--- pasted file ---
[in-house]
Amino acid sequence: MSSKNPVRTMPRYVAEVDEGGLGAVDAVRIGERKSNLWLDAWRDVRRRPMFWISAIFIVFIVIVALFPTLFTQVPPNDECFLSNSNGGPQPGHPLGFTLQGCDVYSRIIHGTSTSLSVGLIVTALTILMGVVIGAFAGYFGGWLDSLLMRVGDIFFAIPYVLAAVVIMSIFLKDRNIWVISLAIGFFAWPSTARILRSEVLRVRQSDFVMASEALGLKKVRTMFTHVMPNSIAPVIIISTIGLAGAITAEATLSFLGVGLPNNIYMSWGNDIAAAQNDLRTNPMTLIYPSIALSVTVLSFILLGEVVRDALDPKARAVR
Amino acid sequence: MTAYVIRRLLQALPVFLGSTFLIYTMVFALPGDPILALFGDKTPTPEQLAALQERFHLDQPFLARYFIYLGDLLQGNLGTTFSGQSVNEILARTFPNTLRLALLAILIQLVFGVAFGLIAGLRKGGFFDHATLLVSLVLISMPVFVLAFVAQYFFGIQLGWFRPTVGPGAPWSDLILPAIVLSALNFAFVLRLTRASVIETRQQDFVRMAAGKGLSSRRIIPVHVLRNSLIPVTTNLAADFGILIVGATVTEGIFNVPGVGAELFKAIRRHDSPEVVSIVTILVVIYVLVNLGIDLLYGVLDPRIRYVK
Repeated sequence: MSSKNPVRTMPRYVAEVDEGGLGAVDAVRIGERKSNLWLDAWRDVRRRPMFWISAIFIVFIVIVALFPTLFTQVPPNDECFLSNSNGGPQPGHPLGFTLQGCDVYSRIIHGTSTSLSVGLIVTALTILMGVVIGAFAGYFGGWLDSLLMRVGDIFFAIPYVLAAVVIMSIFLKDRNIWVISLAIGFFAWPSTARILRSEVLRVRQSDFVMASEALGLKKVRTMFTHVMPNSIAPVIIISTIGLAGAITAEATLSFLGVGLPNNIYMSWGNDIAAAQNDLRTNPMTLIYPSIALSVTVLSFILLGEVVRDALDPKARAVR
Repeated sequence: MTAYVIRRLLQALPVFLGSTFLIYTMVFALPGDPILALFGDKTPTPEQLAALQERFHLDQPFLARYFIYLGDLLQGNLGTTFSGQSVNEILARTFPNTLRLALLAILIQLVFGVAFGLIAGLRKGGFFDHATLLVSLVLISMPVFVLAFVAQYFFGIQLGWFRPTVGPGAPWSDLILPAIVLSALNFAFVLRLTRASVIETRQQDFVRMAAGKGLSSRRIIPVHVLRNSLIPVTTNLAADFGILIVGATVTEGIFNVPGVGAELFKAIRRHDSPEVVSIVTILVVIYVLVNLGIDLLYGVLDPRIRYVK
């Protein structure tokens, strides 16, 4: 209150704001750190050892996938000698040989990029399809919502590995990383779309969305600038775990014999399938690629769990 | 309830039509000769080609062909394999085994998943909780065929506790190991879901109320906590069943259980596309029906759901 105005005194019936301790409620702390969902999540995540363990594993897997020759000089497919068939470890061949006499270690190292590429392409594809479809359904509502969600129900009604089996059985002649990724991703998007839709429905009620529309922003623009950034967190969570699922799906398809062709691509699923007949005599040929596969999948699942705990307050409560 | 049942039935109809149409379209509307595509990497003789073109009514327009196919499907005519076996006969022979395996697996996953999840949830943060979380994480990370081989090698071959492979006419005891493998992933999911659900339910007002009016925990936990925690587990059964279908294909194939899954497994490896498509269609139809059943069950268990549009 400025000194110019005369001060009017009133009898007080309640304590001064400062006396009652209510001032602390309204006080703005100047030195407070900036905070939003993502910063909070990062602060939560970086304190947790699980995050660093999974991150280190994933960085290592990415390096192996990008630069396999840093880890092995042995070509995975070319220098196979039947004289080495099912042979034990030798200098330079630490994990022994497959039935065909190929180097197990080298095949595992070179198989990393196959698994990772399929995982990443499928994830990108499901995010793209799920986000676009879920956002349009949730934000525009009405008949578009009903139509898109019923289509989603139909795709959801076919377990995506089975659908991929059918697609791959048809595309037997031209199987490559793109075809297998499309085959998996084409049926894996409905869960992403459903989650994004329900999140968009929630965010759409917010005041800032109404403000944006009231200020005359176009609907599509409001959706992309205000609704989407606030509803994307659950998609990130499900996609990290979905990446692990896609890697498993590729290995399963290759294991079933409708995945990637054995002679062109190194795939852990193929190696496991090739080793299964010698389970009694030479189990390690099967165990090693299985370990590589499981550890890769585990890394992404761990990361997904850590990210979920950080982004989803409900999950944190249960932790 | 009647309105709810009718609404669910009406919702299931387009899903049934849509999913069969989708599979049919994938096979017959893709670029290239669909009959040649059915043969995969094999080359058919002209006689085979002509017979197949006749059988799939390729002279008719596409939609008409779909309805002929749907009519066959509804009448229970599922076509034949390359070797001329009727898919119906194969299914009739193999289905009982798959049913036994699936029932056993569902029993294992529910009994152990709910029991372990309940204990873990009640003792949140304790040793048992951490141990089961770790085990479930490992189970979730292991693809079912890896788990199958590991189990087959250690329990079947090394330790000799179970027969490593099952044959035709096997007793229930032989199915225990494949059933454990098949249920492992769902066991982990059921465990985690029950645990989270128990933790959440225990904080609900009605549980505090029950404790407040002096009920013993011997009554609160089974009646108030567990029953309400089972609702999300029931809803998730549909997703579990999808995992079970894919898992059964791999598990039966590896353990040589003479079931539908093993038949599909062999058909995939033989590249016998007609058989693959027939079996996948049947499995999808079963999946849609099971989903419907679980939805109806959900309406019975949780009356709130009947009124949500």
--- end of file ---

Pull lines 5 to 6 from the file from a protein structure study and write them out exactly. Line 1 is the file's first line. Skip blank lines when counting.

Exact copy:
Repeated sequence: MTAYVIRRLLQALPVFLGSTFLIYTMVFALPGDPILALFGDKTPTPEQLAALQERFHLDQPFLARYFIYLGDLLQGNLGTTFSGQSVNEILARTFPNTLRLALLAILIQLVFGVAFGLIAGLRKGGFFDHATLLVSLVLISMPVFVLAFVAQYFFGIQLGWFRPTVGPGAPWSDLILPAIVLSALNFAFVLRLTRASVIETRQQDFVRMAAGKGLSSRRIIPVHVLRNSLIPVTTNLAADFGILIVGATVTEGIFNVPGVGAELFKAIRRHDSPEVVSIVTILVVIYVLVNLGIDLLYGVLDPRIRYVK
């Protein structure tokens, strides 16, 4: 209150704001750190050892996938000698040989990029399809919502590995990383779309969305600038775990014999399938690629769990 | 309830039509000769080609062909394999085994998943909780065929506790190991879901109320906590069943259980596309029906759901 105005005194019936301790409620702390969902999540995540363990594993897997020759000089497919068939470890061949006499270690190292590429392409594809479809359904509502969600129900009604089996059985002649990724991703998007839709429905009620529309922003623009950034967190969570699922799906398809062709691509699923007949005599040929596969999948699942705990307050409560 | 049942039935109809149409379209509307595509990497003789073109009514327009196919499907005519076996006969022979395996697996996953999840949830943060979380994480990370081989090698071959492979006419005891493998992933999911659900339910007002009016925990936990925690587990059964279908294909194939899954497994490896498509269609139809059943069950268990549009 400025000194110019005369001060009017009133009898007080309640304590001064400062006396009652209510001032602390309204006080703005100047030195407070900036905070939003993502910063909070990062602060939560970086304190947790699980995050660093999974991150280190994933960085290592990415390096192996990008630069396999840093880890092995042995070509995975070319220098196979039947004289080495099912042979034990030798200098330079630490994990022994497959039935065909190929180097197990080298095949595992070179198989990393196959698994990772399929995982990443499928994830990108499901995010793209799920986000676009879920956002349009949730934000525009009405008949578009009903139509898109019923289509989603139909795709959801076919377990995506089975659908991929059918697609791959048809595309037997031209199987490559793109075809297998499309085959998996084409049926894996409905869960992403459903989650994004329900999140968009929630965010759409917010005041800032109404403000944006009231200020005359176009609907599509409001959706992309205000609704989407606030509803994307659950998609990130499900996609990290979905990446692990896609890697498993590729290995399963290759294991079933409708995945990637054995002679062109190194795939852990193929190696496991090739080793299964010698389970009694030479189990390690099967165990090693299985370990590589499981550890890769585990890394992404761990990361997904850590990210979920950080982004989803409900999950944190249960932790 | 009647309105709810009718609404669910009406919702299931387009899903049934849509999913069969989708599979049919994938096979017959893709670029290239669909009959040649059915043969995969094999080359058919002209006689085979002509017979197949006749059988799939390729002279008719596409939609008409779909309805002929749907009519066959509804009448229970599922076509034949390359070797001329009727898919119906194969299914009739193999289905009982798959049913036994699936029932056993569902029993294992529910009994152990709910029991372990309940204990873990009640003792949140304790040793048992951490141990089961770790085990479930490992189970979730292991693809079912890896788990199958590991189990087959250690329990079947090394330790000799179970027969490593099952044959035709096997007793229930032989199915225990494949059933454990098949249920492992769902066991982990059921465990985690029950645990989270128990933790959440225990904080609900009605549980505090029950404790407040002096009920013993011997009554609160089974009646108030567990029953309400089972609702999300029931809803998730549909997703579990999808995992079970894919898992059964791999598990039966590896353990040589003479079931539908093993038949599909062999058909995939033989590249016998007609058989693959027939079996996948049947499995999808079963999946849609099971989903419907679980939805109806959900309406019975949780009356709130009947009124949500």